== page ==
Tag Archives: Brain Injury

Brain Injury- An Invisible Death

2 Jan



Over the past 2 ½ years, I have lived beside the daily struggles of a Brain Injury Survivor.  I have watched the back and forth recovery of this Invisible Death and struggled to describe it to the outside world.  I would have better luck describing a rainbow to a blind person.  This is my account of a Brain Injury and the emotional process of recovery.

Everyone has a digital Camera.  Imagine the Camera you use is the same Camera you have used for years.  It is the Camera that was present at your wedding, at every birthday, every vacation and every milestone in between.  Sure, it has its faults but they are faults you have learned to live with.  They are…predictable.   You know the “Night Shot” button sticks when you press it too hard so you have developed a gentler way to handle it.  You know the “red eye” doesn’t work, so you don’t bother.  You know which USB to use when connecting your Camera to the world.

You know this Camera inside and out.

Then one day, without warning, your Camera shuts off.  At first you stay calm.  After all, there’s never been a problem with your Camera you didn’t know how to fix.  So, you change the batteries, you take out the memory card, you even shake it a bit, but nothing seems to work.  You have exhausted every effort and you decide this is a job for the professionals.

And after weeks of worry and the absence of your Camera, they hand it back to you.  Or, so it looks like your Camera.  But this Camera is a little different.   It feels different in your hand, but the difference is so slight that you doubt your own suspicions.  They tell you this is the newer model with a few differences; they couldn’t fix the one you brought in.  They can’t tell you what the differences are and when you ask for the newer Camera manual, they reply “there isn’t one.  You must figure it out on your own.”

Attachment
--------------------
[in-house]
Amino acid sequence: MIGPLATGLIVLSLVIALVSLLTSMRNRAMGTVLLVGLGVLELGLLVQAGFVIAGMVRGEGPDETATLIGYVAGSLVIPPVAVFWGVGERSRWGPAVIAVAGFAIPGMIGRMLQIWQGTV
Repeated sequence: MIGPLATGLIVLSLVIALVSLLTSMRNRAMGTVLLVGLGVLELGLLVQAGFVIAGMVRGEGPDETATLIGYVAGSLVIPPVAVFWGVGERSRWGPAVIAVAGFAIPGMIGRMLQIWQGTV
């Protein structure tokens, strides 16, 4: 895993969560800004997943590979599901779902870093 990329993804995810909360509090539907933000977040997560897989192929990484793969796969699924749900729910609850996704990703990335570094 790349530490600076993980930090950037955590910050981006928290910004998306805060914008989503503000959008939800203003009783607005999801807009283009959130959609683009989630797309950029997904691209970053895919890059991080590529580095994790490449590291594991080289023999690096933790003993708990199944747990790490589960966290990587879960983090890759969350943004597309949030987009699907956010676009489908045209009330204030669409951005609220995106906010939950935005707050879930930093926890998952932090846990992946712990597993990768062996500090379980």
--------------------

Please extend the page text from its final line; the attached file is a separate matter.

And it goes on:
So you go home, you and your new Camera.  You are so happy to have your Camera back that you are in denial of the differences.  After all, it looks like your Camera.  At first, the new Camera just sits there, fooling you with its identical exterior.  You think to turn it on and test it out, but you are hesitant.  You know despite its appearance, it is not the same Camera.  Some of the buttons have moved and the memory card is completely blank.  You begin to feel alone.  Though it’s just a Camera and you remember all the frustration it brought you in the past, it was still your Camera.  You cared for it; you depended on it and it walked through this life with you.  It experienced the same memories you did and recalled them for you when you needed.  This new Camera doesn’t know you.  This new Camera doesn’t remember your life together.  This new Camera is an imposter!

You find yourself grieving.  But you are also confused.  How can you be grieving for something that is still right there in front of you?  You haven’t lost it, not really.  But somehow, you miss it.  You ask a million “why’s?”

But then your denial sets in again and you pick up the new Camera and turn it on.  You struggle to find the buttons you once knew, but eventually you find them.  You take a few sample pictures and you find the “red eye” button DOES work!  The “night shot” button doesn’t stick!  It appears this new Camera might work after all.

But just as you are accepting the new Camera into your life a new fault appears.  Its memory card is malfunctioning and it doesn’t capture every picture you take.  It is inconsistent and you soon learn that some pictures are blurry and some are clear, yet there is no pattern to it.  It also shuts off without warning, a feature your old Camera never would have done.  You go on-line and search for the answers, for the magic fix of others who have owned this very Camera, but there are none.  This Camera is unique to the world.

As time passes you learn to love your new Camera.   You start to accept it and now it has been so long since you saw your old Camera that you can’t really remember it.  Until you see the pictures it took and the time you shared.  And then you find yourself struggling with the loss all over again.  After all, saying goodbye is hard.  The rest of the world won’t see it.  They won’t see the differences; they won’t understand your grief.   This death has been invisible.

Your new Camera is by your side but you have had to learn a new way of managing it.  You have had to be patient, and creative, and you have had to find a new USB to connect your Camera to the world.  You have had to “figure it out on your own.”


I say a Brain Injury is an Invisible Death because it is.  You go through the same stages of grief, yet you do it beside the very person you are grieving for.  There is a lot of regret, sadness, anger, denial and acceptance.  But there is also gratefulness and hope.  There is a sense of a second chance.  And while you still must say goodbye to one life, there is a new life ready to be lived.  If only there were a manual on how to live it.